San Ramon council to receive annual police report

Council goals workshop, driverless vehicle ordinance, American Red Cross Month also on tap

The San Ramon City Council is set to hear the police department’s 2017 annual report Tuesday night.

The report includes data on the city’s crime rates, staffing and an analysis of the department’s preventative programs -- including police recommendations for future steps, especially in light of the upcoming City Center and a recent uptick in certain crimes.

“While our crime rates are still low, in comparison with surrounding communities, we are addressing these increases with enhanced programs designed to enlist assistance from the entire community,” wrote interim police chief Dan Pratt in a staff report. “These programs are designed to enhance our various Crime Prevention efforts by increasing public awareness of the issue and working closely with our various community partners.”

The city’s total number of recorded offenses has gone up over the past five years from 798 in 2013 to 1,075 in 2017. The most dramatic increase was seen from 2016 to 2017, when the total number of offenses went up by 211 -- a fact Pratt says could potentially be attributed to recently passed state laws.

“Reductions in sentencing and elimination of jail time for some criminal offenders when caught, and the early release of ‘nonviolent’ felons back into the community may have led to a sharp increase in some crimes throughout the state,” Pratt wrote.

Most of the crime increase consisted of property crime, he said, especially theft-related offenses and robbery. Notably, there have been no murders committed in San Ramon since 2013, according to Pratt.

Staffing-wise, SRPD has been operating at less than full staff, due to the long hiring process and the fact that two replacement officers hired in 2016 did not pass the Field Training Program, according to Pratt.

Currently, the department is in the process of hiring and training new sworn officers, but are also seeking to bring on two non-sworn support staff members: an evidence technician and police service technician.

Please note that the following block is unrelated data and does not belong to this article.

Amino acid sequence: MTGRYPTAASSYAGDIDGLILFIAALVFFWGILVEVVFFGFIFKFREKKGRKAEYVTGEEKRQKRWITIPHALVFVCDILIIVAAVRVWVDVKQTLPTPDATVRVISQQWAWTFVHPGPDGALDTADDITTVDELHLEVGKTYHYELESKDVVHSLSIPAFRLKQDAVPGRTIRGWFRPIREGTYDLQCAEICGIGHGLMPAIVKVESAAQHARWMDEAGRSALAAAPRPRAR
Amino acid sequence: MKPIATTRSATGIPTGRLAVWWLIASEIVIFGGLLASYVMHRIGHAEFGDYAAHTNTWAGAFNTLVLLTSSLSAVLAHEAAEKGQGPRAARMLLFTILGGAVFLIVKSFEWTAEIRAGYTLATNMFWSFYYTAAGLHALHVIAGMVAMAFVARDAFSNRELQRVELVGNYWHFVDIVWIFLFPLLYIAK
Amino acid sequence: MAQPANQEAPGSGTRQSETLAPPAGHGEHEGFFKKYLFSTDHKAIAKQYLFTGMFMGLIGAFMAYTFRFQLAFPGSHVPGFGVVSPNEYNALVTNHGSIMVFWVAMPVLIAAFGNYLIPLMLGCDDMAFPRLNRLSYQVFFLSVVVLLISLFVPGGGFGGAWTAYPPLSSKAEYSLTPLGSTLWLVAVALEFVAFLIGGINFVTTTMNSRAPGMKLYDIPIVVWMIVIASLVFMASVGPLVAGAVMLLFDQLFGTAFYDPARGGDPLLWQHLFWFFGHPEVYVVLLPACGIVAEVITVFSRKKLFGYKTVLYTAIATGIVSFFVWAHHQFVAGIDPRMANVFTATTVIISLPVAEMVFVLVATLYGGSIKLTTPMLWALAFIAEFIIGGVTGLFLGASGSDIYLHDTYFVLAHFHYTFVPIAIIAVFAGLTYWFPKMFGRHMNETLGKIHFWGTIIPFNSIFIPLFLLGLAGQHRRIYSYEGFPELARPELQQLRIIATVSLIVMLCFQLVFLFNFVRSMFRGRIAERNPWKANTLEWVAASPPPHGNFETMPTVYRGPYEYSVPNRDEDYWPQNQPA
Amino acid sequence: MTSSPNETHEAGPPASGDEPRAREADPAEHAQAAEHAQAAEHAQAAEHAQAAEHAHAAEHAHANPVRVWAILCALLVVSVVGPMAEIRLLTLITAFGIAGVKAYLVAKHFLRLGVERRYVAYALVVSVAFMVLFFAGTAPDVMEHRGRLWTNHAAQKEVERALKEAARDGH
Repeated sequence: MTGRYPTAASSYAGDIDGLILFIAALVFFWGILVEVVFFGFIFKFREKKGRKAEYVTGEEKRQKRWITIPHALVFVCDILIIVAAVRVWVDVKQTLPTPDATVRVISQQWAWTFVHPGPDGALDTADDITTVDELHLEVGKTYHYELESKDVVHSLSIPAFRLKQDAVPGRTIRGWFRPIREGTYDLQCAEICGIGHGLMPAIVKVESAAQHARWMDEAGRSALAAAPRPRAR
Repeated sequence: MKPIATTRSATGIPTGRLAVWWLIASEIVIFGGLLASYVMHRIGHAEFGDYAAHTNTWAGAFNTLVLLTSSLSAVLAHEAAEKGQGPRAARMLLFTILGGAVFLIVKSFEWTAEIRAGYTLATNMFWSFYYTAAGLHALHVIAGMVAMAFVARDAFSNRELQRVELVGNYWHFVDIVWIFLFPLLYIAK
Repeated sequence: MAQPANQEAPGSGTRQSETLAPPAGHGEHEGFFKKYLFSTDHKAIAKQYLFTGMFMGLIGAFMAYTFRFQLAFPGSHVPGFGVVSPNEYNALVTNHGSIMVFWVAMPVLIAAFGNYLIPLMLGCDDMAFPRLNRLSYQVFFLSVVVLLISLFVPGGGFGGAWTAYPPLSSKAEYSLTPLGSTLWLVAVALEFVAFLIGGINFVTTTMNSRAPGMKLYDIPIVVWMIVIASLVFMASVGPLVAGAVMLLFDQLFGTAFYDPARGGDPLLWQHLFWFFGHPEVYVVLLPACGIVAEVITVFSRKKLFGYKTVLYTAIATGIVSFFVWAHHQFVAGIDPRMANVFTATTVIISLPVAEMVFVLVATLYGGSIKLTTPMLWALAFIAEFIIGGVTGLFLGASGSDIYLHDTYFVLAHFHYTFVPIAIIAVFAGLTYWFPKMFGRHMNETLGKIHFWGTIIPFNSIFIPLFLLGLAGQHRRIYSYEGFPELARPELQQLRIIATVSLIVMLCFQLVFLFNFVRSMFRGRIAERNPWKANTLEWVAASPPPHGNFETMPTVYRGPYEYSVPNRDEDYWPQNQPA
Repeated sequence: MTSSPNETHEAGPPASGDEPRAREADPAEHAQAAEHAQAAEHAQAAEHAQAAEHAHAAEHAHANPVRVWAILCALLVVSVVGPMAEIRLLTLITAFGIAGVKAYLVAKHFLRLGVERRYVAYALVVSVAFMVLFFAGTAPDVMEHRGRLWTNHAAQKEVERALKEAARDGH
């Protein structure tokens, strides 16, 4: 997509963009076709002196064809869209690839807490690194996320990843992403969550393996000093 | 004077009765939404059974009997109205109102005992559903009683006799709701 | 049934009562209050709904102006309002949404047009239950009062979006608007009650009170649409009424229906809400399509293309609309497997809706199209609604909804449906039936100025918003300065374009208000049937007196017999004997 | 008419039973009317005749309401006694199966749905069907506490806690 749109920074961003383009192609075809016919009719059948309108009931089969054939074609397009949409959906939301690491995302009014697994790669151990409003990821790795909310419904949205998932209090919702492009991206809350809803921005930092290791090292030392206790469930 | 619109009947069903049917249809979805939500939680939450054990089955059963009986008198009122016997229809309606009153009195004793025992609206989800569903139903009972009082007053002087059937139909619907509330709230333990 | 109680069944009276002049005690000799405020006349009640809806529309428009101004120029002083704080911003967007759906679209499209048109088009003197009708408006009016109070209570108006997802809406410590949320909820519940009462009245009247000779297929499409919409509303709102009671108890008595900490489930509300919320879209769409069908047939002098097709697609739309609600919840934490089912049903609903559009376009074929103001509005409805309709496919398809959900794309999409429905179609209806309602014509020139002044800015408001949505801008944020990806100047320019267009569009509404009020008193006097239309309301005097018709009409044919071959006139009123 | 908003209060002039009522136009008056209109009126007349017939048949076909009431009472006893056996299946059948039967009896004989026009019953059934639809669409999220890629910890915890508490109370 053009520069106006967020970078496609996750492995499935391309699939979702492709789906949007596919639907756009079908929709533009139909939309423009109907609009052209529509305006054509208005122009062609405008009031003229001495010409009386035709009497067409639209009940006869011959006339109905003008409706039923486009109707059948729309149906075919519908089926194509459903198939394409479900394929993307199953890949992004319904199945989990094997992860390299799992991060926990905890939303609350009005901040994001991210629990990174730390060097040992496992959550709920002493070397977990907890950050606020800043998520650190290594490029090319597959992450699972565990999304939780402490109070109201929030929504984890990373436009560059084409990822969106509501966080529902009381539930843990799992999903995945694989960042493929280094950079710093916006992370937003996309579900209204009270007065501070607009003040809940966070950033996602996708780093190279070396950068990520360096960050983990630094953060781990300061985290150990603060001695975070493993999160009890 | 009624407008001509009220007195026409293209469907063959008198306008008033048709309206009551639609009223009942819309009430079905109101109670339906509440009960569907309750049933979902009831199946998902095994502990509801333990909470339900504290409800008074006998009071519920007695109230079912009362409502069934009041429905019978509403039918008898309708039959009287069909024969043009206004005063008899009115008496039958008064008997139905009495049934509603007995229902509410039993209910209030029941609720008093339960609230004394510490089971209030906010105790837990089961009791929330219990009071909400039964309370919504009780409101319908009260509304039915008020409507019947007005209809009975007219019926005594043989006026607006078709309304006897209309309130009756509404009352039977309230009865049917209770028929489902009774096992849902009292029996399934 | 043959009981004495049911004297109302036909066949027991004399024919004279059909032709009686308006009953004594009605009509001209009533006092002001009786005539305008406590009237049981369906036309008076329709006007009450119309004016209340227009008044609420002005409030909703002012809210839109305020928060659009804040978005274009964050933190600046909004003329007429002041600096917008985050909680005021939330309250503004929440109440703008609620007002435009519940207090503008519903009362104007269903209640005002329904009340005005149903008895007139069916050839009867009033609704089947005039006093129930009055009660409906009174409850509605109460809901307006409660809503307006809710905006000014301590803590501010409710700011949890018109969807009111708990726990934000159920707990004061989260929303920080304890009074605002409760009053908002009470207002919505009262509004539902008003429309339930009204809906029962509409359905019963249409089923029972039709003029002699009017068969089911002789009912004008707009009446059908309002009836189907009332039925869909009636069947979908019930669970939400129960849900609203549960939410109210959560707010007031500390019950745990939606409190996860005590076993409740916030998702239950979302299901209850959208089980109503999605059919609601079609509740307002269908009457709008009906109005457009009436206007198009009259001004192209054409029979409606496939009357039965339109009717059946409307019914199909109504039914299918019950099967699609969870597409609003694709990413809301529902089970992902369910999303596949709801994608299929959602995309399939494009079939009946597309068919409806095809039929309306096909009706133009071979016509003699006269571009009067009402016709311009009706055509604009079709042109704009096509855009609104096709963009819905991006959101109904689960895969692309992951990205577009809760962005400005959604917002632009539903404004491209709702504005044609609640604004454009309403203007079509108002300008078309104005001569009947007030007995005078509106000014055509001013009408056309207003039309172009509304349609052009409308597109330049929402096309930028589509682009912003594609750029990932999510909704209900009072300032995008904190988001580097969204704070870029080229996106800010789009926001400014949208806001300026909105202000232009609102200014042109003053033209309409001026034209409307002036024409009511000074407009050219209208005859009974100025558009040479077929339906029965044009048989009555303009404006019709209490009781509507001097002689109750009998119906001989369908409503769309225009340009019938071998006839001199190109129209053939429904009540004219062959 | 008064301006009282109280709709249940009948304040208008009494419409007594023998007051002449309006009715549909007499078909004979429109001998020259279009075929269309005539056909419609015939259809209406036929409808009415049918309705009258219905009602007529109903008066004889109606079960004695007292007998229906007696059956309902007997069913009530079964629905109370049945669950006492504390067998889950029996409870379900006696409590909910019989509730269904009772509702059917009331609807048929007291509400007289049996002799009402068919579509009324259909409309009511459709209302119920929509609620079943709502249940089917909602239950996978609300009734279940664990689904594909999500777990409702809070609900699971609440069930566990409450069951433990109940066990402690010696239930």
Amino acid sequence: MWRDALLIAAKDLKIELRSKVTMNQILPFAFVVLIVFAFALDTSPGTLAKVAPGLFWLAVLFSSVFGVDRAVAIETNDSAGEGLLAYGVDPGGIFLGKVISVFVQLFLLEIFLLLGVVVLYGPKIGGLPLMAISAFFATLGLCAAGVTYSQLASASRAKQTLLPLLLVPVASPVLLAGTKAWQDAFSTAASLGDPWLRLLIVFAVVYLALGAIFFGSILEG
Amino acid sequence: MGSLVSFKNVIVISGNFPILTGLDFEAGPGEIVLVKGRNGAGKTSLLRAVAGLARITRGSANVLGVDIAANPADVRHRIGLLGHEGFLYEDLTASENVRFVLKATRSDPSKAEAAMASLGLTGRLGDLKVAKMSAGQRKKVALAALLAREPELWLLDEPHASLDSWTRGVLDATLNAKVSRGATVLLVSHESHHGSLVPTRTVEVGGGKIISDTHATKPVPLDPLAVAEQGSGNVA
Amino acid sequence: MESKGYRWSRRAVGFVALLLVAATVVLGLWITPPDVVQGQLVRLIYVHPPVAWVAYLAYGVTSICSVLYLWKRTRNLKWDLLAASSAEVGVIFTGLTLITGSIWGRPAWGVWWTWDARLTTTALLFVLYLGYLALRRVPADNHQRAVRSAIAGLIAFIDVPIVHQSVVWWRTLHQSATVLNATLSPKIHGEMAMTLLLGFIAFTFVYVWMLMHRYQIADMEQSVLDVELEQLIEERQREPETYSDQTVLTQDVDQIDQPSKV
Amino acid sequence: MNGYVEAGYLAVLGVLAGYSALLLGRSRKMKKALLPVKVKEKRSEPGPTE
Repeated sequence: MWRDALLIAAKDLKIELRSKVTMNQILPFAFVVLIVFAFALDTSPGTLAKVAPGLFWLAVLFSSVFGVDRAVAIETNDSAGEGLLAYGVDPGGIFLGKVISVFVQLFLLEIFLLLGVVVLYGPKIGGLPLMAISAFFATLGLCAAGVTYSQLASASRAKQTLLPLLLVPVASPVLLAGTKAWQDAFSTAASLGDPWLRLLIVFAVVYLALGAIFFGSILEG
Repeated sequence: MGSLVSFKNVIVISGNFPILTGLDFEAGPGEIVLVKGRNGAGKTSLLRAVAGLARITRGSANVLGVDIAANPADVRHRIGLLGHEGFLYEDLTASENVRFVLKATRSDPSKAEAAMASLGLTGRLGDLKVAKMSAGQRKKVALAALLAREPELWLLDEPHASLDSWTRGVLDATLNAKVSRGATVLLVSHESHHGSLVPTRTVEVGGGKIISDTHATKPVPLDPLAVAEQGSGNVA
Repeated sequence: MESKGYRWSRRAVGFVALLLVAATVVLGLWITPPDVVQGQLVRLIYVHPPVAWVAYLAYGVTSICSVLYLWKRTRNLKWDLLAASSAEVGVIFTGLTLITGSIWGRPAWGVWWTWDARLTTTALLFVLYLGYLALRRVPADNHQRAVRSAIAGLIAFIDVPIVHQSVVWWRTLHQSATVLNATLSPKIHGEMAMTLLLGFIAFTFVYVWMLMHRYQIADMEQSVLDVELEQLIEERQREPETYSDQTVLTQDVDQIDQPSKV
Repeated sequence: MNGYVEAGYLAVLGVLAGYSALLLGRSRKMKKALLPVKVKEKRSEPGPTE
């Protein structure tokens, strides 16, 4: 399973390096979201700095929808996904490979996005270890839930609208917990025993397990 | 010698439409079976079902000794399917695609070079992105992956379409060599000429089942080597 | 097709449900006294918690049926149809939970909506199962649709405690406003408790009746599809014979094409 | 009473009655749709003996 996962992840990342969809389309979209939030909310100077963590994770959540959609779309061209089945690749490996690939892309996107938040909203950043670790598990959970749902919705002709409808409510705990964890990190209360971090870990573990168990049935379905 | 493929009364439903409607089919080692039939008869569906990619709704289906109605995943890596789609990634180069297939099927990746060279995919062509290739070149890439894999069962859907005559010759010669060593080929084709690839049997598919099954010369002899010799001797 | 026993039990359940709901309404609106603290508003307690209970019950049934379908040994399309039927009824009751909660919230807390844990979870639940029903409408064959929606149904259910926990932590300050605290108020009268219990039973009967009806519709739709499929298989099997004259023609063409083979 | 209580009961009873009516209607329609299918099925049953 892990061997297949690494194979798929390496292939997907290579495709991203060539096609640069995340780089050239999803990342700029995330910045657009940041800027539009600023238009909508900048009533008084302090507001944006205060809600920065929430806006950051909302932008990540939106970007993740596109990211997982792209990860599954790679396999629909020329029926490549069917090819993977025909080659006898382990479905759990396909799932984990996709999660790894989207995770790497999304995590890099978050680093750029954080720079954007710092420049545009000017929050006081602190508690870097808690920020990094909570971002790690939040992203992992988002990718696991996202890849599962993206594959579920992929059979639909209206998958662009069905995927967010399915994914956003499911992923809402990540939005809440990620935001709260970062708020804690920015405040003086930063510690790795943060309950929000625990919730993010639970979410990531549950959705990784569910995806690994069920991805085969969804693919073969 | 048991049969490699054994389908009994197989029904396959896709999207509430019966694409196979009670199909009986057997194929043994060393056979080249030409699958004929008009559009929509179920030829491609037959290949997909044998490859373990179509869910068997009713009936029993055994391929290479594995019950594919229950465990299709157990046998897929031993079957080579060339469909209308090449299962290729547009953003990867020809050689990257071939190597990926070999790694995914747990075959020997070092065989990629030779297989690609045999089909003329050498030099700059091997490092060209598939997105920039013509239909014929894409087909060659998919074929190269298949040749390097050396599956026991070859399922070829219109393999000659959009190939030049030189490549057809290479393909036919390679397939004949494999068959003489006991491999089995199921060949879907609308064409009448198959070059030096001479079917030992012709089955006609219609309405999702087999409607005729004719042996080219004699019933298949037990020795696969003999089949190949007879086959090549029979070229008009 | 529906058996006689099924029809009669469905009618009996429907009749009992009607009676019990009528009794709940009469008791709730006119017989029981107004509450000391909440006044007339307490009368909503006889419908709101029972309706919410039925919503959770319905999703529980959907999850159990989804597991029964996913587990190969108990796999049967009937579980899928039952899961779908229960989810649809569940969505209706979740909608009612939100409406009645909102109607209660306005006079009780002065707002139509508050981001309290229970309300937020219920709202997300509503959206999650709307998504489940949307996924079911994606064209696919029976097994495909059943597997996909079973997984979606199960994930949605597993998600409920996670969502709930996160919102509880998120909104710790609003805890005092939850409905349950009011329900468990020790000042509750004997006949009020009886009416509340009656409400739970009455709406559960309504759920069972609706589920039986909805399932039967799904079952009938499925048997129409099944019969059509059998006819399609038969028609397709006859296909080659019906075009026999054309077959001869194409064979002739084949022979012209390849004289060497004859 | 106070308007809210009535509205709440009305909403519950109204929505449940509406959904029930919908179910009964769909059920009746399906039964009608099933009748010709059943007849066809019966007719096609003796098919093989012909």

Pratt said that the upcoming San Ramon projects -- in particular City Center, but also The Preserve, Outpost, Chang and Alcosta Senior housing projects -- are expected to create an additional need for police services, considering that traffic and criminal activity will probably increase with the new developments. However, he said, the specific demand won’t be able to be determined until the projects are completed.

The report also includes a proposal to proceed with the installation of “Automated License Plate Readers,” a system that would assist in crime prevention, Pratt said, by “alerting law enforcement to stolen or wanted vehicles and providing investigators with data on vehicles entering and leaving the vicinity where crimes have been committed.”

The license plate readers have already been implemented in neighboring jurisdictions like Danville. San Ramon police are looking to mount 18 readers and 72 situational awareness cameras on overhead traffic control device arms at certain “chokepoints,” or the highest-trafficked roadway segments used to enter and exit the city.

The readers have been included as one of the Capital Improvement Projects, though their installation isn’t currently designated in the 2018-19 fiscal year budget. The project’s initial estimated cost is $780,000, with annual recurring fees of $56,000, though it is scalable depending on the number of “chokepoints” covered, Pratt said.

The meeting is scheduled to begin at 7 p.m. Tuesday at the Council Chamber at City Hall, 7000 Bollinger Canyon Road.

In other business

* Mayor Bill Clarkson will officially proclaim March 2018 to be American Red Cross Month.

* Clarkson will also recognize the sponsors of the 2017 “Building Bridges” event: Chevron, The Home Depot, Safeway, PG&E, Rewoodd and Waste Management.

* The council will hold a public hearing for an ordinance that would allow the proposed shared autonomous vehicle transportation service to operate within the city limits.

* Council members will consider approving a resolution that would increase the franchise fee charged to the city’s refuse hauler, with fees used for pavement preservation and repair.

* The council will consider two resolutions that relate to The Preserve development.

The first would order the formation of the Preserve Landscaping and Lighting District, confirm its diagram and assessments and levy the assessments for fiscal year 2018-19.

The second would confirm the annexation of The Preserve into Landscaping and Lighting District No. 1984-1 Zones 1 and 2.

* During a closed session beginning at 5:30 p.m., the council will instruct City Manager Joe Gorton on issues related to the sale of the real property located at 9000 Alcosta Blvd.

* During a special meeting starting at 6 p.m., the council will hold a workshop update on the 2018-19 City Council goals.


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